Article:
Other possible adjustments to classes could include large classes, defined as those with 30 or more by the American College Health Association, be offered entirely online. However individual campuses may develop different definitions based on the characteristics of their classrooms.
Staggering class schedules could allow for lower density of students on campus walkways and building halls. The report says campuses could even consider weekend classes if feasible.
The report says schools should consider the alteration, deferral or elimination of class requirements for vulnerable students to take specific classes where safe instruction cannot be managed.
It goes on to recommend campuses track in-person attendance to facilitate contract tracing in the event of an infection while allowing students to retain the choice of attending class in-person or remotely.
Transitioning between on-campus and off-campus
The task force suggests students be encouraged to remain on campus for as much of the year as possible and move-in dates for resident halls be staggered to reduce density during move-ins.
Policies should be developed to manage student travel off campus including returning home. These policies may include notification of campus authorities for health tracking reasons, screening for infection, testing for infection, quarantine upon return or other measures.
International travel and travel to areas with a significant burden of COVID-19 in the community may be restricted or result in more stringent measures. Policies should be developed to create a safe environment and monitor visitation by parents, visiting professors, campus tours, and other visitors.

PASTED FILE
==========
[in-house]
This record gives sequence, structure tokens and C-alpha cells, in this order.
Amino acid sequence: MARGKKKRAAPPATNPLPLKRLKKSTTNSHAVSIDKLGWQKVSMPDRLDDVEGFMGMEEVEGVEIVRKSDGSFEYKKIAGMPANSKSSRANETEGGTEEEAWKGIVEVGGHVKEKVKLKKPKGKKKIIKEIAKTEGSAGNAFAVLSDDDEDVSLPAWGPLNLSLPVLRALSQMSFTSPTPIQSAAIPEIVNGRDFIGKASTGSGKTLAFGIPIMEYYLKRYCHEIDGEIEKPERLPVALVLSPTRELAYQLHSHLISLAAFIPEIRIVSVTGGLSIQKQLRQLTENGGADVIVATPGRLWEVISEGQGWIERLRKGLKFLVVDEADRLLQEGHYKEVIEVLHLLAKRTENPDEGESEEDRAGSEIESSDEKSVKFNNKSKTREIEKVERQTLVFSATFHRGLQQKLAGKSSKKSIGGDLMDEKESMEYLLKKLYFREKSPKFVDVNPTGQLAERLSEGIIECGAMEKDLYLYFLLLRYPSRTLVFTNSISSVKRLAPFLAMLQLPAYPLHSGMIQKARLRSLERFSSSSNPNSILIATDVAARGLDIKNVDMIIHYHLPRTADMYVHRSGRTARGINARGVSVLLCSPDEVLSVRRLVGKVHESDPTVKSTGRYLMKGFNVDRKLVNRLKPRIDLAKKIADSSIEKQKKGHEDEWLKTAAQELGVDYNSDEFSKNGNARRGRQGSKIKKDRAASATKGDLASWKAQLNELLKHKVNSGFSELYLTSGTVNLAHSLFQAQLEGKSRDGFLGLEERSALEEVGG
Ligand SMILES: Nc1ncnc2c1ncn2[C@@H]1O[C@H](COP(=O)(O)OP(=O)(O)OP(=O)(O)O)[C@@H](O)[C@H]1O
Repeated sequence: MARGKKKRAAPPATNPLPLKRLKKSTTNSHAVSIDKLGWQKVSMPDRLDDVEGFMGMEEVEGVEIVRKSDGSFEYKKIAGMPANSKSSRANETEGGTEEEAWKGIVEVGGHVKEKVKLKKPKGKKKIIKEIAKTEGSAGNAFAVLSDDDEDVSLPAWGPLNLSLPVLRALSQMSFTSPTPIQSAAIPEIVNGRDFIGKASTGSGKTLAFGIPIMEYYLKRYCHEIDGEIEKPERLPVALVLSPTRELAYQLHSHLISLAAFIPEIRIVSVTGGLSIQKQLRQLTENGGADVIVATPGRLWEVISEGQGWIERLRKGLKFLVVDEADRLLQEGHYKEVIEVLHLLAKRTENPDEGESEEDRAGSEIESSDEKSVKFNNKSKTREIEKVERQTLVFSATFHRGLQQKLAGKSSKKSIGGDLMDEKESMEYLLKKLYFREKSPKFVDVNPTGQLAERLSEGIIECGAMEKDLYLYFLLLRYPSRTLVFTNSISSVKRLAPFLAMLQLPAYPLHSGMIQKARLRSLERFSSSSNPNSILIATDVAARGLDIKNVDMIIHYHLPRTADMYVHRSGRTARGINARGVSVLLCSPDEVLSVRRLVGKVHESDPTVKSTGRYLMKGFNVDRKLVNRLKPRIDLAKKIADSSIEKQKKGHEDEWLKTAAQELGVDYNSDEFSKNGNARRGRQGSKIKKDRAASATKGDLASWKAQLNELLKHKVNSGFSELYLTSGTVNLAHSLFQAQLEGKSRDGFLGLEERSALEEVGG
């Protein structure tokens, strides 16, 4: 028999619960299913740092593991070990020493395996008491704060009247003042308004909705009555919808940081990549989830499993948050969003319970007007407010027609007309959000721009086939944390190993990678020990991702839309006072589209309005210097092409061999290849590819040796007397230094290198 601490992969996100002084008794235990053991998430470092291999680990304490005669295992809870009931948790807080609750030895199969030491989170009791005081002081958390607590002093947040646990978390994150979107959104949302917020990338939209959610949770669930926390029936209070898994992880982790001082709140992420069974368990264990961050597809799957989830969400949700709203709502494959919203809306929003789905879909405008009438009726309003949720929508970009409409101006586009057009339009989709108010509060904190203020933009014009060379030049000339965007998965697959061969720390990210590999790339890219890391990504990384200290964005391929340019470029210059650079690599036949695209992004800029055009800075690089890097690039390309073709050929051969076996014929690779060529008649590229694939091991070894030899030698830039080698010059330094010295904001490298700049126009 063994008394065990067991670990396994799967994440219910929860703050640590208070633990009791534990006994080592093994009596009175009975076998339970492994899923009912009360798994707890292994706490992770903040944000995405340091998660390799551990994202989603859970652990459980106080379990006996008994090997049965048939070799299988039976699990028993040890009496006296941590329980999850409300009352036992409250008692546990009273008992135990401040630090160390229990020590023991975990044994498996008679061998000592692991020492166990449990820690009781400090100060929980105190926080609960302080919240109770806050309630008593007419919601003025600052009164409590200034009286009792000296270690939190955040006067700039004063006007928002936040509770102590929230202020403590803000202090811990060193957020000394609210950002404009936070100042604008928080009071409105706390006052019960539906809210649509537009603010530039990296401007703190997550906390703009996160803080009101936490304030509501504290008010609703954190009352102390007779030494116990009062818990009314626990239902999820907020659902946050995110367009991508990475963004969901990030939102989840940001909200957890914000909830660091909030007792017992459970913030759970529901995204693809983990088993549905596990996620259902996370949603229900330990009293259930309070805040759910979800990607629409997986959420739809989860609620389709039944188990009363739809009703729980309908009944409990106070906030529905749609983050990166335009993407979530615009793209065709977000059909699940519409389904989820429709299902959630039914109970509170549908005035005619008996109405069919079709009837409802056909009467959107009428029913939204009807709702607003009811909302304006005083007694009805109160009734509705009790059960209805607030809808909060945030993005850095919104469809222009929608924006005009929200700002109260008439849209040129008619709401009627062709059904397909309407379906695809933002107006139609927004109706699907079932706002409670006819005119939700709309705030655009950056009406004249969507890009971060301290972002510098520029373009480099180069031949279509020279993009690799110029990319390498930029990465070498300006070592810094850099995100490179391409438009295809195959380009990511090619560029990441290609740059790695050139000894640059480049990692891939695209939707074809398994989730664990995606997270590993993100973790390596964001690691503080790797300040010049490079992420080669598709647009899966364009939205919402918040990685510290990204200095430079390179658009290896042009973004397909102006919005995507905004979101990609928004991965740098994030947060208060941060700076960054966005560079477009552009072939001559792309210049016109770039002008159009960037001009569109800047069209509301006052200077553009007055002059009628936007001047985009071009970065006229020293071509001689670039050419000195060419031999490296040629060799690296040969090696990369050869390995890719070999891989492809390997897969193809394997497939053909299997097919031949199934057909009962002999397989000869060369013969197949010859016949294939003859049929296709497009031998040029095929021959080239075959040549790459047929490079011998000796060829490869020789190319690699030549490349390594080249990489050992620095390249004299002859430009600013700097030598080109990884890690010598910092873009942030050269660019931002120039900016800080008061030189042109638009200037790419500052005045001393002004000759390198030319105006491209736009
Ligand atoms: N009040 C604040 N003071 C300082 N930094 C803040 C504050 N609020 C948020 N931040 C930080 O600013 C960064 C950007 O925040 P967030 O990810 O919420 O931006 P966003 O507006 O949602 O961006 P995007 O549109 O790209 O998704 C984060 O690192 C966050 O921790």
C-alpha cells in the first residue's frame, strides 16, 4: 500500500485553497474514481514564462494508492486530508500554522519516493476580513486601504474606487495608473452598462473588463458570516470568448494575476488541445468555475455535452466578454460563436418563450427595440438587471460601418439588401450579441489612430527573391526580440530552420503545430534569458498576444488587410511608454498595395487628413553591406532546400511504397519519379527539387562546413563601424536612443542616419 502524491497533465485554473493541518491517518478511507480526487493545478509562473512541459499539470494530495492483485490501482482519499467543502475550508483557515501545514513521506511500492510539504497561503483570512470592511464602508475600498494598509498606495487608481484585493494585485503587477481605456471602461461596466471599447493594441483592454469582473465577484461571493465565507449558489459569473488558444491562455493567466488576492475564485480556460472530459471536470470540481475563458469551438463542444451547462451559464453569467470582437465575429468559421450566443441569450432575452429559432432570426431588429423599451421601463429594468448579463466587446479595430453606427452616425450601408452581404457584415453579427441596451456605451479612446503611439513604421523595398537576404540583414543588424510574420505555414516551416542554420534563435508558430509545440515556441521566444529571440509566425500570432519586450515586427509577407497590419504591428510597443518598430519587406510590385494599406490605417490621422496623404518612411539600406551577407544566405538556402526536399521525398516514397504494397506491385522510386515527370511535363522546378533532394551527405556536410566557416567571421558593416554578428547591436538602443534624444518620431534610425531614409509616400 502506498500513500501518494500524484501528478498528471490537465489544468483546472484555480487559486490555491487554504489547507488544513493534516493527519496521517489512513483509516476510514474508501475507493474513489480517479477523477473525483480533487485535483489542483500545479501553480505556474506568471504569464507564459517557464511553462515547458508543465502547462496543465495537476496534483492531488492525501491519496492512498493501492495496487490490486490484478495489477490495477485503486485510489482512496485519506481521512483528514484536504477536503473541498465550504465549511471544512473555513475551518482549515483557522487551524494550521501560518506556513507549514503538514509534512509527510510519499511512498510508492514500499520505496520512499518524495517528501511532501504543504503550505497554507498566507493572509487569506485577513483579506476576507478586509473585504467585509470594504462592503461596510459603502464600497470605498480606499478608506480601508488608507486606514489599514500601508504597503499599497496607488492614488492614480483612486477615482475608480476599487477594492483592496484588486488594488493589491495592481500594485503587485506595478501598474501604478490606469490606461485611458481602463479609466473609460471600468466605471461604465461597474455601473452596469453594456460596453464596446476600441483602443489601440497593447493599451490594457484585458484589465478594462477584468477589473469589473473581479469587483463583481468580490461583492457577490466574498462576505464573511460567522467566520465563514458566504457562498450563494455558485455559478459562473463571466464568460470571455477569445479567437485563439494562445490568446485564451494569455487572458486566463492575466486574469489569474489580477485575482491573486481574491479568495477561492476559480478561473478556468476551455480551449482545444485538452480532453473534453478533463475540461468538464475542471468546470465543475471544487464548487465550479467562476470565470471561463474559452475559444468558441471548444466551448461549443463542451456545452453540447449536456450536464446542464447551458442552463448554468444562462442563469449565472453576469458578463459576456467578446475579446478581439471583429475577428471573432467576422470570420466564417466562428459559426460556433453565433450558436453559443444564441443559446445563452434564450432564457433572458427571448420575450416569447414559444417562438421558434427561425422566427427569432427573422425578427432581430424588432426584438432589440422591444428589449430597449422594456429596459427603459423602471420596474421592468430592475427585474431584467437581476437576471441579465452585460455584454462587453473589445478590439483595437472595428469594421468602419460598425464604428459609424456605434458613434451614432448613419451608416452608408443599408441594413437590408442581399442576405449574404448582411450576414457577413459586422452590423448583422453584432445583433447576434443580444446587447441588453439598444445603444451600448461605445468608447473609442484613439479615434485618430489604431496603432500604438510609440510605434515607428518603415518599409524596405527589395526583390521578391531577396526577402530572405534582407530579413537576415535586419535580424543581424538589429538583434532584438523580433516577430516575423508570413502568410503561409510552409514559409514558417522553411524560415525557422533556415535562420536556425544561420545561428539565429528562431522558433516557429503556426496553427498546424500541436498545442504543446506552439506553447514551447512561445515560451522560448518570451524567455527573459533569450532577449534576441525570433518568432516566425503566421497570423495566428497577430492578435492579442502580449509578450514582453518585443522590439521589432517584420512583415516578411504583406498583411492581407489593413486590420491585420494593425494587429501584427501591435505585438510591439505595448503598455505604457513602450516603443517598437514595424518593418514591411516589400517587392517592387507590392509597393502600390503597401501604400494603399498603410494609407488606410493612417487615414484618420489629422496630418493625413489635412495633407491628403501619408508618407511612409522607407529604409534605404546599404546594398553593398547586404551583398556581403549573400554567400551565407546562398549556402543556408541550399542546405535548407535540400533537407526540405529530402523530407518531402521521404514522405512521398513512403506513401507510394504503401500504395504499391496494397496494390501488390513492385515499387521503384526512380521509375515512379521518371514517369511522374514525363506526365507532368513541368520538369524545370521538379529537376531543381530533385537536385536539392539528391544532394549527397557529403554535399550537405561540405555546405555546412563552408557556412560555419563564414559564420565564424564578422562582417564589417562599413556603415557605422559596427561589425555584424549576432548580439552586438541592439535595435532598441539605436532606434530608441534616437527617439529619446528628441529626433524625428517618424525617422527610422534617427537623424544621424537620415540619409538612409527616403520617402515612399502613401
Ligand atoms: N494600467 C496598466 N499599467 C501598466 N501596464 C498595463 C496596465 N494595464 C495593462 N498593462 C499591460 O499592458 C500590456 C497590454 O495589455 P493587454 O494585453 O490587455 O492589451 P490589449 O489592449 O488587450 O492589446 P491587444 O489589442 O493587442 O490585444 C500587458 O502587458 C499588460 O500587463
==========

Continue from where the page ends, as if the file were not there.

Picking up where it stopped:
Campuses may also consider compressing semester by eliminating breaks. Altering start and end dates for other portions of the future academic calendar may be considered in the future based on the evolution of the pandemic.
Events that are expected to draw large gatherings should develop a safety plan which includes mitigating the spread of COVID-19. This safety plan should be reviewed by an unbiased panel of experts for prior approval. The report suggests organizers give consideration to moving events online or canceling them.
In communities with local transmission, if more strict public health policies are in effect (i.e., no groups of 10 or more), the more stringent policy should be followed.
An athletics and sports medicine action plan should be developed to give specific guidance on athletics and protection of athletes following guidance from the American College Health Association.
Faculty and staff training workplace considerations
The safest work environment possible must be provided for faculty and staff in the course of their duties.UT System Task Force Best Practices for Re-opening Report
- All faculty and staff should complete training on COVID-19 and policies regarding return to work and return to school.
- Masks or face coverings should be worn at all times when the possibility for contact with others exists.
- Screening for signs of infection or contact with persons potentially ill with COVID-19 should be required daily, prior to entering the workplace.
- Remote work should be encouraged for all faculty and staff when feasible.
- At-risk individuals should explore alternatives to being on campus such as teaching or working remotely.
The UT System created a systemwide task force in April, led by Dr. Jon McCullers, senior executive associate dean of clinical affairs at the UT Health Science Center.
Task force members include:
- Brian Gard – Director of Emergency Management (UT Knoxville)
- Christine Benz Smith – UC Foundation Professor; Director, School of Nursing; Chief Health Affairs Officer (UT Chattanooga)
- Holly Rowan – Safety and Emergency Management Coordinator (UT Martin)
- Marcy J. Souza – Associate Professor, Director of Veterinary Public Health (UT College of Veterinary Medicine)
- Mike Gregory – Director of Emergency Management Services and Special Events (UT System)